Belonging was a concept I could long neither feel nor grasp. Eight years ago while on a yacht circling the Marina del Rey channel, I answered my then white German partner why I didn’t know anyone besides the hosts of this party, and how common this was. I had often seemed to be that one Black friend or acquaintance who gets invited to the housewarming, birthday, wedding, or otherwise important occasion of even a casual white acquaintance. My partner had spent the last six or more months getting to know my family, my close friends, and now my acquaintances, and he was feeling sorry for me that I was frequently the only Black person in the room. After I told him this has been a theme throughout my life—singularly integrating spaces—I had a more conscious conversation with myself about what that really meant, and how that really feels. If one’s Blackness rather than one’s being comes first as a signifier to the outside world, then does that become the psychological signifier in the mirror—even for a person who has been on a serious spiritual path for many decades?
Born and raised in Los Angeles, with seven childhood years in Durham, North Carolina, and seven adult years in New York City, I always considered myself a product of integrated terrains if I looked at the forest and not the trees. At my predominantly white elementary school in the wealthy gated area of Bel Air—where I was bussed from my all-Black neighborhood of Baldwin Hills—they called me “Treesley” since I was the tallest and had a big fro, as this was the Seventies, and that particular moment of Black Power when the word “Negro” had long fell from favor. Treesley was not a bad nickname but at the time I didn’t see myself as a tree or as powerful. It didn’t feel like the compliment it feels to me now, as I am a passionate lover and hugger of trees and spend as much time as possible in nature. Back then in grade school I felt like a protuberance, like my very presence was a disturbance. The feeling went beyond Kermit the Frog’s song, “It’s Not Easy Being Green.”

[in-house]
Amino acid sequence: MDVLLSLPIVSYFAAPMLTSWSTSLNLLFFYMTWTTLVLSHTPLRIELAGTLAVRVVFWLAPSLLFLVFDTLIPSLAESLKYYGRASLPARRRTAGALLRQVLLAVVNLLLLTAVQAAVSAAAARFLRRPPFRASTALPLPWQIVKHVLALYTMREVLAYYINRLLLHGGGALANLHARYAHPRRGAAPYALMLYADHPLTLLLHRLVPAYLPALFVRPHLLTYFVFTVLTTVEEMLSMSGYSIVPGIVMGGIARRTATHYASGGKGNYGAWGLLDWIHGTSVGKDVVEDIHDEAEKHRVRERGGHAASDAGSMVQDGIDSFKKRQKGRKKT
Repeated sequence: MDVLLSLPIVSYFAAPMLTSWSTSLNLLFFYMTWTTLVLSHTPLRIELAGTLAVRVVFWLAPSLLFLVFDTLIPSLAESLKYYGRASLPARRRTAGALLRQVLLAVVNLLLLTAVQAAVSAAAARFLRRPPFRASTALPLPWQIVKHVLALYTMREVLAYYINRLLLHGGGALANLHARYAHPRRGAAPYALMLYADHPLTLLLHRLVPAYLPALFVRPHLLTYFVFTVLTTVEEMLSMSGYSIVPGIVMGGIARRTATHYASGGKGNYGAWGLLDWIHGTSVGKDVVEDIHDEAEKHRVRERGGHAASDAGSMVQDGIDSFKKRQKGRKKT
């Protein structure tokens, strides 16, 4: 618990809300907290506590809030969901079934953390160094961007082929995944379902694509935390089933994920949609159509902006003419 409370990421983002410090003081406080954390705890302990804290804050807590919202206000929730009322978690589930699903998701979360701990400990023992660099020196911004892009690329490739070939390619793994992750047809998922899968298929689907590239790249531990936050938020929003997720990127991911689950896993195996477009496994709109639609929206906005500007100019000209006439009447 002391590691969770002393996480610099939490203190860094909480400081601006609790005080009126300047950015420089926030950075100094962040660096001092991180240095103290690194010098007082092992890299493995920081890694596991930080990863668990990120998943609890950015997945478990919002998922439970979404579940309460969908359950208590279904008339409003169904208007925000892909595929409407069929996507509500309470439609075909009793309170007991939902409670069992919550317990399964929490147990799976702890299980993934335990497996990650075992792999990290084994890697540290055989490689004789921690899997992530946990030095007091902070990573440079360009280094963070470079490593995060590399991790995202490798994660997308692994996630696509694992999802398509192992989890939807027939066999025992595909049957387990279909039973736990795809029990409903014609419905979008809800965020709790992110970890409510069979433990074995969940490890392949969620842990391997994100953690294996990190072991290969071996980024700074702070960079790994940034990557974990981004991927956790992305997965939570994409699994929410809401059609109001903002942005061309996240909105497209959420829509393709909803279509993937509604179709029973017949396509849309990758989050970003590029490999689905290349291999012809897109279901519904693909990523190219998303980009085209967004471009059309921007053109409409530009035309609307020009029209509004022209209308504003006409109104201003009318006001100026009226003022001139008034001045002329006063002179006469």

My father—who died only two weeks ago during the writing of this piece—was a math genius from Cleveland, Ohio, and went to the HBCU [Historically Black Colleges and Universities] school Fisk University in Nashville when he was fifteen years old. When he attended Occidental here in California for his graduate degree, his white roommates sincerely wanted to know if he had a tail. They were not actually being cruel, he said; they were rather going on rumors, as this was the Fifties. This kind of ignorance is astonishing and yet ignorance still lives large with us all in society. When Dad went to work in the space program, computing trajectories to the moon in an entirely white space, a visiting German scientist who befriended Dad let him know about all the meetings he wasn’t being invited to and exactly how thick was the glass ceiling. My father left within a few months of confirmation that being the only Black person in the room also meant being the only unequal in the room. He joined the historic Black-owned insurance company Golden State Mutual, where he climbed the ladder from actuary to Chairman and CEO.
Unlike my American father, my mother was an immigrant from Panama, and what some would call “Blatina.” Her cultural influences were West Indian, specifically Trinidadian and Barbadian, as well as British, as they were the ones who taught in the American-run Canal Zone schools, policed by Jim Crow law thanks to the American Southerners who lived there in the 1940s and 1950s. She was taught that white people were superior, and she accepted the separate fountains, the back door entrances, and the back wings of theaters.
Which is why by the time I was a freshman at UCLA in the Eighties and living in the Christian Science dorm where I met my first love, my mother told me he would not be allowed in the house. This took weeks of convincing her otherwise on my part. But meanwhile, the women’s CS dorm members voted to kick me out only a few weeks before the end of the semester for having the door closed, rather than ajar, when my first love from the men’s house came to my room to discuss our summer plans for Carmel. I remember the Sunday school teacher—I don’t remember now why they put eighteen-year-olds in Sunday school rather than in church—saying to me plainly, as an intelligent, empathetic white man, how sad and shameful it was that the dorm had never accepted me or allowed me to belong. Most of the girls were from Simi Valley, where the Rodney King police trial was held, a town widely known to be where many white cops live and retire.